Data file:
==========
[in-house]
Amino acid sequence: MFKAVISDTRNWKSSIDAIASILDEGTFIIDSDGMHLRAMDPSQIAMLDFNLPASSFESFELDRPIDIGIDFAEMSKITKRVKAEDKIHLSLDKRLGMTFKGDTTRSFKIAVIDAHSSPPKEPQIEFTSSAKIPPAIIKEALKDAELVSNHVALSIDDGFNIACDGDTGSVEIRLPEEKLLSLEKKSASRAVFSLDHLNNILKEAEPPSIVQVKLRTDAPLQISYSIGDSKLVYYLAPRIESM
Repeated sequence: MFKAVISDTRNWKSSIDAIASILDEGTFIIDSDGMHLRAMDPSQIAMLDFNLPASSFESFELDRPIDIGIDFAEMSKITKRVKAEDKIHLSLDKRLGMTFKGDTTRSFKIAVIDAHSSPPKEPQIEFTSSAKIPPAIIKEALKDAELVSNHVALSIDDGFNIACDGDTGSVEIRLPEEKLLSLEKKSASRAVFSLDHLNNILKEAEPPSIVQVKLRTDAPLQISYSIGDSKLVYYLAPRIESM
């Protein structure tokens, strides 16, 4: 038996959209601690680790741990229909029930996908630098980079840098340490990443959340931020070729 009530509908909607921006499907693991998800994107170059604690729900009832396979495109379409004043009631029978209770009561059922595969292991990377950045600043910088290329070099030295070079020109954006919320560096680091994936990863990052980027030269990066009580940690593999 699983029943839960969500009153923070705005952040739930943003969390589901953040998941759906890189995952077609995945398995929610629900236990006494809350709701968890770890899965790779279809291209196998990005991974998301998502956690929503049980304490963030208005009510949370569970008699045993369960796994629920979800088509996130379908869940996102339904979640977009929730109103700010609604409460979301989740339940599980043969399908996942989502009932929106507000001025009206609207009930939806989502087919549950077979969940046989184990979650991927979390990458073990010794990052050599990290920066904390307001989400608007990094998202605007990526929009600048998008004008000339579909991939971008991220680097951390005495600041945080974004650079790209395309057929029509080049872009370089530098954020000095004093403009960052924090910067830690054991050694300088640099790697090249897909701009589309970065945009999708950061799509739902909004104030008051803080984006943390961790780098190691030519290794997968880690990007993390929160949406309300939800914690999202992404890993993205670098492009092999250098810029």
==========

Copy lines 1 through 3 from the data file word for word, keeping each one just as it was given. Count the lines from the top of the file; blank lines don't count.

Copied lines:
[in-house]
Amino acid sequence: MFKAVISDTRNWKSSIDAIASILDEGTFIIDSDGMHLRAMDPSQIAMLDFNLPASSFESFELDRPIDIGIDFAEMSKITKRVKAEDKIHLSLDKRLGMTFKGDTTRSFKIAVIDAHSSPPKEPQIEFTSSAKIPPAIIKEALKDAELVSNHVALSIDDGFNIACDGDTGSVEIRLPEEKLLSLEKKSASRAVFSLDHLNNILKEAEPPSIVQVKLRTDAPLQISYSIGDSKLVYYLAPRIESM
Repeated sequence: MFKAVISDTRNWKSSIDAIASILDEGTFIIDSDGMHLRAMDPSQIAMLDFNLPASSFESFELDRPIDIGIDFAEMSKITKRVKAEDKIHLSLDKRLGMTFKGDTTRSFKIAVIDAHSSPPKEPQIEFTSSAKIPPAIIKEALKDAELVSNHVALSIDDGFNIACDGDTGSVEIRLPEEKLLSLEKKSASRAVFSLDHLNNILKEAEPPSIVQVKLRTDAPLQISYSIGDSKLVYYLAPRIESM